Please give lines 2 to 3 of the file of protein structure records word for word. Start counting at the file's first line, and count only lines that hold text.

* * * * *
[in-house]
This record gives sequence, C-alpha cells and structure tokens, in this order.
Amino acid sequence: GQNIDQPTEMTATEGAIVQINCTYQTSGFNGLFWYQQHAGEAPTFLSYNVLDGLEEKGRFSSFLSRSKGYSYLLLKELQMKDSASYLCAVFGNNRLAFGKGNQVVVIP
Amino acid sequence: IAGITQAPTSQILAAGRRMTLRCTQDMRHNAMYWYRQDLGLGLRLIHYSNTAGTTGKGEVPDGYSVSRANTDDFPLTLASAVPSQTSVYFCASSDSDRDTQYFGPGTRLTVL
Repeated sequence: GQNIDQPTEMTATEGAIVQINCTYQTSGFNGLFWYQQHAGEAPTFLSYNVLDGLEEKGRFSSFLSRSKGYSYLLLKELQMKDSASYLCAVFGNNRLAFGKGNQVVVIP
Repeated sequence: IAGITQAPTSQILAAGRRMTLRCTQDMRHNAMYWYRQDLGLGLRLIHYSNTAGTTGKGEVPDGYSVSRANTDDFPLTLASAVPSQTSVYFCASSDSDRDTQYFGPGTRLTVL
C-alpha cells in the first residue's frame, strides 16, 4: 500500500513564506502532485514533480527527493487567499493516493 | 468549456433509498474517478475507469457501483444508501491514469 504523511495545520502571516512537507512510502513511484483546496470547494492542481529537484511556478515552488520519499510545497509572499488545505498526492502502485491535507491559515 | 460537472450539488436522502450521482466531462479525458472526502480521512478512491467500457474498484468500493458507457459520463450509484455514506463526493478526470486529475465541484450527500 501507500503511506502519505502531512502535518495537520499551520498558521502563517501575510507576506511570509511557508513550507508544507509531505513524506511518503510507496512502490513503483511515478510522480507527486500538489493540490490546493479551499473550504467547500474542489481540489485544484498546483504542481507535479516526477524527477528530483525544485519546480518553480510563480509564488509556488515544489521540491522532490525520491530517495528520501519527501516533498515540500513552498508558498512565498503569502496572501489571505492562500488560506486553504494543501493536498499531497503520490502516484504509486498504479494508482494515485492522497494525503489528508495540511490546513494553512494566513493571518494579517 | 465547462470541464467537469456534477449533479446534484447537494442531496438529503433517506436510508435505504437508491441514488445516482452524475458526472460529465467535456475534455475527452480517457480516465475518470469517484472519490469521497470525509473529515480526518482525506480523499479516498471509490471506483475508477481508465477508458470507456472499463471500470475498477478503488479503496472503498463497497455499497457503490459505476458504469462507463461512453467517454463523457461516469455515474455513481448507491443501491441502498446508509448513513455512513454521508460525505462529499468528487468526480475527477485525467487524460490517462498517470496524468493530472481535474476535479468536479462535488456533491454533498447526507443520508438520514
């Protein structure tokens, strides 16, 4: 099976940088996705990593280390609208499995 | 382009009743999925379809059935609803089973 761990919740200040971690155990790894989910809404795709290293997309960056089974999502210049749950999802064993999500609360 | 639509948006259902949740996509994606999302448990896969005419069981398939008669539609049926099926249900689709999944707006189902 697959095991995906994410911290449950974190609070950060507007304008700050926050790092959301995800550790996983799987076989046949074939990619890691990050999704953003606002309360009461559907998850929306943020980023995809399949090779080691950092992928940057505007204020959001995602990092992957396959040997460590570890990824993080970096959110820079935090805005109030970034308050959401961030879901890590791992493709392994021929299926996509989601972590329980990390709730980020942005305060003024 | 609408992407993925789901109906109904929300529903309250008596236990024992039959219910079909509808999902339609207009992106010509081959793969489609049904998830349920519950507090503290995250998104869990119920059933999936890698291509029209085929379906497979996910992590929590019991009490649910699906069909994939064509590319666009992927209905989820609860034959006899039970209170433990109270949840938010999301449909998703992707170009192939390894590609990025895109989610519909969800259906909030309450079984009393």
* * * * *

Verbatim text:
This record gives sequence, C-alpha cells and structure tokens, in this order.
Amino acid sequence: GQNIDQPTEMTATEGAIVQINCTYQTSGFNGLFWYQQHAGEAPTFLSYNVLDGLEEKGRFSSFLSRSKGYSYLLLKELQMKDSASYLCAVFGNNRLAFGKGNQVVVIP